Seeing Red? Think Women's Heart Health
< Jan. 30, 2008 > -- February 1st is the fifth anniversary of National Wear Red Day - a day when Americans all across the country wear red to demonstrate their support for women's heart disease awareness.
On National Wear Red Day, people wear red clothing including socks and shirts, or accessorize with a trendy, red handbag, red earrings, or a flashy, red pin. This effort has brought attention to the fact that heart disease is the number one cause of death in women.
Some "Disheartening" Facts about Women and Heart Disease
It is a myth that heart disease is a man's disease. In fact, one in eight women aged 45 to 64 has heart disease. One in four women over the age of 65 has heart disease. Currently, 7.2 million women have heart disease, states the American Heart Association (AHA).
Consider the following facts about cardiovascular disease in women.
Coronary heart disease is the single largest cause of death for females in the United States. Almost 16 percent of girls ages six to 19 are overweight, which is a risk factor for heart disease. About 25 percent of girls in grades nine through 12 report using tobacco, which is also a risk factor for heart disease.
At menopause, a woman's heart disease risk starts to increase significantly. Each year, about 88,000 women ages 45 to 64 have a heart attack. Beginning at age 45, more women than men have elevated cholesterol.
Each year, about 372,000 women age 65 and older have a heart attack. About 21 million women age 60 and older have high blood pressure. The average age for women to have a first heart attack is about 70, and women are more likely than men to die within a few weeks of a heart attack.
About 35 percent of women who have had a heart attack will have another within six years. Two-thirds of women who have a heart attack do not fully recover, according to the National Heart, Lung, and Blood Institute (NHLBI).
What is a heart attack or myocardial infarction (MI)? A heart attack, or myocardial infarction, occurs when one or more regions of the heart muscle has a severe or prolonged decrease in oxygen supply caused by blocked blood flow to the heart muscle.
The blockage is often a result of atherosclerosis - a buildup of plaque, made up of cholesterol, other fatty substances, and a blood clot. Plaque ruptures and eventually a blood clot forms. The cause of a heart attack is a blood clot that forms within the plaque-obstructed area.
If the blood and oxygen supply is cut off severely or for a long period of time, muscle cells of the heart suffer severe and devastating damage and die. The result is damage or death to the area of the heart that became affected by reduced blood supply.
How to Celebrate Wear Red Day
There are many ways to bring women's heart disease awareness to those around you. At work, you can encourage your coworkers to wear red as well.
You might organize a contest at work for the "best red accessory". Or consider hosting a brown-bag lunch, bringing in a cardiac expert to speak. Also, you could request your cafeteria to host a heart-healthy lunch.
Model heart-healthy behaviors by organizing a daily walk at your workplace. Participate in or help organize heart-health screening events in your community. You might also help organize a community walk to raise awareness of heart disease which will raise money for the organization of your choice. Wear red t-shirts as you walk.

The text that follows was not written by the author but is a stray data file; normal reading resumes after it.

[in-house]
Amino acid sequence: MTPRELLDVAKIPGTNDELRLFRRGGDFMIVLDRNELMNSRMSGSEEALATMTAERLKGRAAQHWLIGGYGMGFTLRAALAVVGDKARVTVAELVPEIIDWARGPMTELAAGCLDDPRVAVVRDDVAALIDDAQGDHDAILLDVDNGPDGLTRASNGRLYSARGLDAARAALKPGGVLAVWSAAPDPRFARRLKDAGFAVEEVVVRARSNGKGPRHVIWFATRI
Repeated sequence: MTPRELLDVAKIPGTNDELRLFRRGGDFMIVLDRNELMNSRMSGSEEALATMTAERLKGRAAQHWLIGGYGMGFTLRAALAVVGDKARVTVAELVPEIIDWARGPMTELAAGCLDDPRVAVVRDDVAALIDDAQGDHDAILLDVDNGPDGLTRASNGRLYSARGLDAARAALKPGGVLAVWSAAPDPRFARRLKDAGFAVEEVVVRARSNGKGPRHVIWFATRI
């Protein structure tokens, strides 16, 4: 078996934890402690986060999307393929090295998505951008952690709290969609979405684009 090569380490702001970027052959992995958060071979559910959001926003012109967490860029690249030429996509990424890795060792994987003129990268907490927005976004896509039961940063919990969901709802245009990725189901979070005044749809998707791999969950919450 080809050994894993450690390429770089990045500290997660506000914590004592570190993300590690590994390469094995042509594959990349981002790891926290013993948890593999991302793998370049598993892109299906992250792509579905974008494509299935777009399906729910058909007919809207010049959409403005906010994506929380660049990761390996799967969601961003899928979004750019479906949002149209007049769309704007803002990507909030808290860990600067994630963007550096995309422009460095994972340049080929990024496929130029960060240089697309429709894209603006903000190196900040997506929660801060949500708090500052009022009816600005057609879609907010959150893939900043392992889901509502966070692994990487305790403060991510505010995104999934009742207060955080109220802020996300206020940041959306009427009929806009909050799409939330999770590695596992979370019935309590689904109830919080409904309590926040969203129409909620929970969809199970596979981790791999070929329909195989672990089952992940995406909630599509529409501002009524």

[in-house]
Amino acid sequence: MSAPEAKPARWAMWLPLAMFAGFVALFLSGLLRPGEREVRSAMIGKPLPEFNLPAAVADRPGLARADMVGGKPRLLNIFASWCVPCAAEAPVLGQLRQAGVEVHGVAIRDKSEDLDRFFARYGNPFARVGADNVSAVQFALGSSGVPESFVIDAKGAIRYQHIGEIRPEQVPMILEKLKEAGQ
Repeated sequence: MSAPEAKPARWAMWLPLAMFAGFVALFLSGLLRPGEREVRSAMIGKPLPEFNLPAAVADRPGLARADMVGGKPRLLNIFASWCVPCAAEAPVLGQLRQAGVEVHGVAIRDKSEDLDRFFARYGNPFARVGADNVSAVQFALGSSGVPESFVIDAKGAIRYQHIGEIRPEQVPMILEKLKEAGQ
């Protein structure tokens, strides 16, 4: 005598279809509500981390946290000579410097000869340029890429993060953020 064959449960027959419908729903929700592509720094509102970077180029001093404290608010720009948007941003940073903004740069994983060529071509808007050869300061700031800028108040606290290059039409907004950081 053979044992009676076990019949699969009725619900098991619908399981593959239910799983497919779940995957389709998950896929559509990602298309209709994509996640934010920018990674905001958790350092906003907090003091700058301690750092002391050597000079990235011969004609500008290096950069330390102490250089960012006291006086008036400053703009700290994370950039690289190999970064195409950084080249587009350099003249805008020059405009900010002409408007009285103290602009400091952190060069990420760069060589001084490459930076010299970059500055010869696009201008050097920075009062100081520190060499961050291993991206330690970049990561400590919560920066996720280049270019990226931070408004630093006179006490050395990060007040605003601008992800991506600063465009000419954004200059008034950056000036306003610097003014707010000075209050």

Celebrate the day by getting a medical check-up.Or start that quitting-smoking program you have been wanting to try.
How to Live a "Red" Lifestyle
The first way to live a "red" lifestyle is to make healthy food choices. Try making the following decisions on a daily basis.
Make half the grains consumed each day whole grains. Vary your vegetables. Choose a variety of vegetables, including dark green- and orange-colored kinds, legumes (peas and beans), starchy vegetables, and other vegetables.
Know the limits on fats, sugars, and salt (sodium). Make the most of your fat sources from fish, nuts, and vegetable oils. Limit solid fats like butter, stick margarine, shortening, and lard, as well as foods that contain these.
Go lean on protein. Choose low fat or lean meats and poultry. Vary your protein routine - choose more fish, nuts, seeds, peas, and beans.
Next, make exercise an important part of your life. Even low-to-moderate intensity activities for as little as 30 minutes a day can be beneficial.
However, more vigorous aerobic activities, done three or four times a week for 30 to 60 minutes, are best for improving the fitness of the heart and lungs. Regular aerobic physical activity increases a person's capacity for exercise and plays a role in the prevention of cardiovascular diseases. Aerobic exercise may also help to lower blood pressure.
Always consult your physician for more information.
For more information on health and wellness, please visit health information modules on this Web site.
What are the risk factors for heart attack?
There are two types of risk factors for heart attack, including the following:
Inherited or genetic risk factors are risk factors you are born with that cannot be changed, but can be improved with medical management and lifestyle changes. Acquired risk factors are caused by activities that we choose to include in our lives that can be managed through lifestyle changes and clinical care.
Who is most at risk due to inherited (genetic) factors?
Who is most at risk -due to acquired risk factors?
A heart attack can happen to anyone - it is only when we take the time to learn which of the risk factors apply to us, specifically, can we then take steps to eliminate or reduce them.
Always consult your physician for more nformation.
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